Submodules are the easiest way to accomplish this.
There are two common ways of working with submodules - adding new ones and initialising existing ones.
Adding New Submodules
From the root of your local repository run:
git submodule add <repository> external/engage.iphone.
add command is for when you're initially adding a submodule to the repository, as opposed to when you've cloned a repository with existing submodules). It adds another repository which can be on a local or remote path (remember that other developers need access to this if you publish your repository!) to the .gitmodules file in your repository root, then clones the repository into the location you specified;
external/engage.iphone in the above example. At this stage you have the sub-repository files on your system and it is listed as a submodule in both the .gitmodules file, your local repositories' config.
However you might not be adding the submodules yourself...
Initialising Existing Submodules
Things change a bit if you're cloning a repository that already has submodules added to it. In this situation the .gitmodules file will have the submodules listed in it with locations to retrieve them from, but your local repository config knows nothing about them and the actual files don't yet exist on your system. First you need to initialise the submodules:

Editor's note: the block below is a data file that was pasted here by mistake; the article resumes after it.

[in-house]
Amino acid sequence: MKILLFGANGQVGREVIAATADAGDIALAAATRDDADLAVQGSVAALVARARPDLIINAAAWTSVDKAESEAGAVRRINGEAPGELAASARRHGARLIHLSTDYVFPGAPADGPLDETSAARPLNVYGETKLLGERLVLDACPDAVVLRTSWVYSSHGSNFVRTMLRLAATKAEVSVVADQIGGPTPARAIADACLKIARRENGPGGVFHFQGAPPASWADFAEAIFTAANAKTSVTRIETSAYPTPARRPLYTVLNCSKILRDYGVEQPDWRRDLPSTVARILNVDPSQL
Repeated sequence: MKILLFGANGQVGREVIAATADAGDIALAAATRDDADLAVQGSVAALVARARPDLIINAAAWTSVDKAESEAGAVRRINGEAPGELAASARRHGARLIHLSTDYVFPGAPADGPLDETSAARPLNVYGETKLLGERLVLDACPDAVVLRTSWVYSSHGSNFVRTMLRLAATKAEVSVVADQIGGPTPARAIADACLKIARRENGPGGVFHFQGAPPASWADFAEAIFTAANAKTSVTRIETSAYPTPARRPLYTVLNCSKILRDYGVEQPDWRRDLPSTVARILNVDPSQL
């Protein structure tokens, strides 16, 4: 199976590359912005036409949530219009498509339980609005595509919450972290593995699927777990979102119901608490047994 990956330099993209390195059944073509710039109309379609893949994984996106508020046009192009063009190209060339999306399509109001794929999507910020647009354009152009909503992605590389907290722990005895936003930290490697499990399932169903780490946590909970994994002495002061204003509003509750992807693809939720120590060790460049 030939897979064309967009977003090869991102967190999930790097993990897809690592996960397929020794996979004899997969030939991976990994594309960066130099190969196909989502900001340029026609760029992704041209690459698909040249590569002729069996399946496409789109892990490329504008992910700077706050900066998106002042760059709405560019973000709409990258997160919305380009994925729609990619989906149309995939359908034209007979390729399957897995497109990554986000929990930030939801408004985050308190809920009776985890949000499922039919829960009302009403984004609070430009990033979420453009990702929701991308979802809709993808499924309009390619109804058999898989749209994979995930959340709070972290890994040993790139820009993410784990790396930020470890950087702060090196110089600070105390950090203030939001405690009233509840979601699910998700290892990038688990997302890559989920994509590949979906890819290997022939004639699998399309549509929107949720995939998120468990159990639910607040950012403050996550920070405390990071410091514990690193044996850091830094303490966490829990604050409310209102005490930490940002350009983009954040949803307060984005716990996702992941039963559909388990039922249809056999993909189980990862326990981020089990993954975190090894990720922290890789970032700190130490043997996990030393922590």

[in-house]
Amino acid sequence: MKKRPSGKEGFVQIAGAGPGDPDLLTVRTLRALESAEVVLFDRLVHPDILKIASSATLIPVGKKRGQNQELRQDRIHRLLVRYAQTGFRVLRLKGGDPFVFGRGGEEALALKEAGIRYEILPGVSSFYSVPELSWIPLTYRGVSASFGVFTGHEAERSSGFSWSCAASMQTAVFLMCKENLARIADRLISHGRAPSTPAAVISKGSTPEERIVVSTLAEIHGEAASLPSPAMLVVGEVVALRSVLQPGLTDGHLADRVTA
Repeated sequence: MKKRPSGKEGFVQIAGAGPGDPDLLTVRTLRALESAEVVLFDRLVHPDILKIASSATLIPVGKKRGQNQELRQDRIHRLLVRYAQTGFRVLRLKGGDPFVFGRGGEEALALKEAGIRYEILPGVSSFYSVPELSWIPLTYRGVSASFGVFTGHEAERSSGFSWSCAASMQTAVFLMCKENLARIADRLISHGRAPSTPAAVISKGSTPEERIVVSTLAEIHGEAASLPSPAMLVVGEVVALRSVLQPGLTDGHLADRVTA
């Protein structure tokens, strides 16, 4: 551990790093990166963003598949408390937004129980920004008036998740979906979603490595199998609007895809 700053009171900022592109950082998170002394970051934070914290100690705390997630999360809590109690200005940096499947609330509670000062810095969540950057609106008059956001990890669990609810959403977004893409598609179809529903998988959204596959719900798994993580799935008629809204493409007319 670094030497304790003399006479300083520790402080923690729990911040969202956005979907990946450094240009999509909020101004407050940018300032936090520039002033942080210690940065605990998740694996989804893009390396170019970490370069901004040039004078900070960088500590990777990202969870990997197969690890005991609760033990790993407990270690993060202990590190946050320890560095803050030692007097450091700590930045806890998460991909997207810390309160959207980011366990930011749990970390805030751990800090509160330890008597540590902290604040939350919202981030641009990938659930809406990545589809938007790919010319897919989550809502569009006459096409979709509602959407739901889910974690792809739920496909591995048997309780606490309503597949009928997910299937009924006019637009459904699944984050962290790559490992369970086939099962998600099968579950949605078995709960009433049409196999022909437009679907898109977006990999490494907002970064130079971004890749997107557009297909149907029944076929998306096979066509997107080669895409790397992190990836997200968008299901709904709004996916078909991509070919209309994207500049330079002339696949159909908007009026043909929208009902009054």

git submodule init
This will run through any repositories listed in your .gitmodules and add them to your .git/config. Git now knows about the repository but it hasn't actually cloned it yet, so run:
git submodule update
You can run this command anytime to update the registered submodules, i.e. clone missing ones.
git submodule sync <submodule>
Run this to update all submodules to their remote HEAD, unless you specified a specific commit when you did the submodule add! Specifying a specific submodule will only sync that one.
In true git fashion the
init command can be combined with the
update to save time:
git submodule update --init.
Of course, you can always manually update your .gitmodules and .git/config once you've learnt the layout they use (similar to branch and remote sections in the config).
All the specifics can be found in the man page (kernel.org version).